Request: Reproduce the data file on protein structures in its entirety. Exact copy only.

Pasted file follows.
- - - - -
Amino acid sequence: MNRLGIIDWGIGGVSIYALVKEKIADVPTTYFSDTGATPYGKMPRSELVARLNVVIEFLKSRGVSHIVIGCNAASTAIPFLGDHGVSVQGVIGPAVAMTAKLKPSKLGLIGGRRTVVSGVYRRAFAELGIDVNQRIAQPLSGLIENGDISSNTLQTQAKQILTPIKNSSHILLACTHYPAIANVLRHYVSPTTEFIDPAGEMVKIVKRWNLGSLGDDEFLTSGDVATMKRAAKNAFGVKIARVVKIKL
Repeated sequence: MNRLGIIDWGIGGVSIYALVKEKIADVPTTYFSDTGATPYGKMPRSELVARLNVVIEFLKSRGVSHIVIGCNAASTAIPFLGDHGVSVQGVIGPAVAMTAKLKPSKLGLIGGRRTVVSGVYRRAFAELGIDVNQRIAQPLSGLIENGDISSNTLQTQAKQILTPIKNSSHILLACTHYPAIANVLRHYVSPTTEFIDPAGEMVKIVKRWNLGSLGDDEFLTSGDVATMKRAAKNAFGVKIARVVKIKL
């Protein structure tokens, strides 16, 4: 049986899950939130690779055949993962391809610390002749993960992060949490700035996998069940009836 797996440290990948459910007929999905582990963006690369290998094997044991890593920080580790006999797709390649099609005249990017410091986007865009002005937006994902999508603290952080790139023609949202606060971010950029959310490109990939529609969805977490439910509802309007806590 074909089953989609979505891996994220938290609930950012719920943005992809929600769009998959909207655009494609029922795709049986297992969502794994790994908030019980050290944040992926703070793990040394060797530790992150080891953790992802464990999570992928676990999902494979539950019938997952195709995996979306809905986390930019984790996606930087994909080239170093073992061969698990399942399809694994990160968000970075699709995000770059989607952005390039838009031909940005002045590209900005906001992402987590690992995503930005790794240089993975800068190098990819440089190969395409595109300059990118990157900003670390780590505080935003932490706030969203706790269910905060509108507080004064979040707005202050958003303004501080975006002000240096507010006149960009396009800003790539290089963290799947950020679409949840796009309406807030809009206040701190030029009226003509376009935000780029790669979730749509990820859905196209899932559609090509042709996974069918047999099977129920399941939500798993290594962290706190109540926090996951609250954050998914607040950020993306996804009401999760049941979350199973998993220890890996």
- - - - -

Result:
Amino acid sequence: MNRLGIIDWGIGGVSIYALVKEKIADVPTTYFSDTGATPYGKMPRSELVARLNVVIEFLKSRGVSHIVIGCNAASTAIPFLGDHGVSVQGVIGPAVAMTAKLKPSKLGLIGGRRTVVSGVYRRAFAELGIDVNQRIAQPLSGLIENGDISSNTLQTQAKQILTPIKNSSHILLACTHYPAIANVLRHYVSPTTEFIDPAGEMVKIVKRWNLGSLGDDEFLTSGDVATMKRAAKNAFGVKIARVVKIKL
Repeated sequence: MNRLGIIDWGIGGVSIYALVKEKIADVPTTYFSDTGATPYGKMPRSELVARLNVVIEFLKSRGVSHIVIGCNAASTAIPFLGDHGVSVQGVIGPAVAMTAKLKPSKLGLIGGRRTVVSGVYRRAFAELGIDVNQRIAQPLSGLIENGDISSNTLQTQAKQILTPIKNSSHILLACTHYPAIANVLRHYVSPTTEFIDPAGEMVKIVKRWNLGSLGDDEFLTSGDVATMKRAAKNAFGVKIARVVKIKL
């Protein structure tokens, strides 16, 4: 049986899950939130690779055949993962391809610390002749993960992060949490700035996998069940009836 797996440290990948459910007929999905582990963006690369290998094997044991890593920080580790006999797709390649099609005249990017410091986007865009002005937006994902999508603290952080790139023609949202606060971010950029959310490109990939529609969805977490439910509802309007806590 074909089953989609979505891996994220938290609930950012719920943005992809929600769009998959909207655009494609029922795709049986297992969502794994790994908030019980050290944040992926703070793990040394060797530790992150080891953790992802464990999570992928676990999902494979539950019938997952195709995996979306809905986390930019984790996606930087994909080239170093073992061969698990399942399809694994990160968000970075699709995000770059989607952005390039838009031909940005002045590209900005906001992402987590690992995503930005790794240089993975800068190098990819440089190969395409595109300059990118990157900003670390780590505080935003932490706030969203706790269910905060509108507080004064979040707005202050958003303004501080975006002000240096507010006149960009396009800003790539290089963290799947950020679409949840796009309406807030809009206040701190030029009226003509376009935000780029790669979730749509990820859905196209899932559609090509042709996974069918047999099977129920399941939500798993290594962290706190109540926090996951609250954050998914607040950020993306996804009401999760049941979350199973998993220890890996």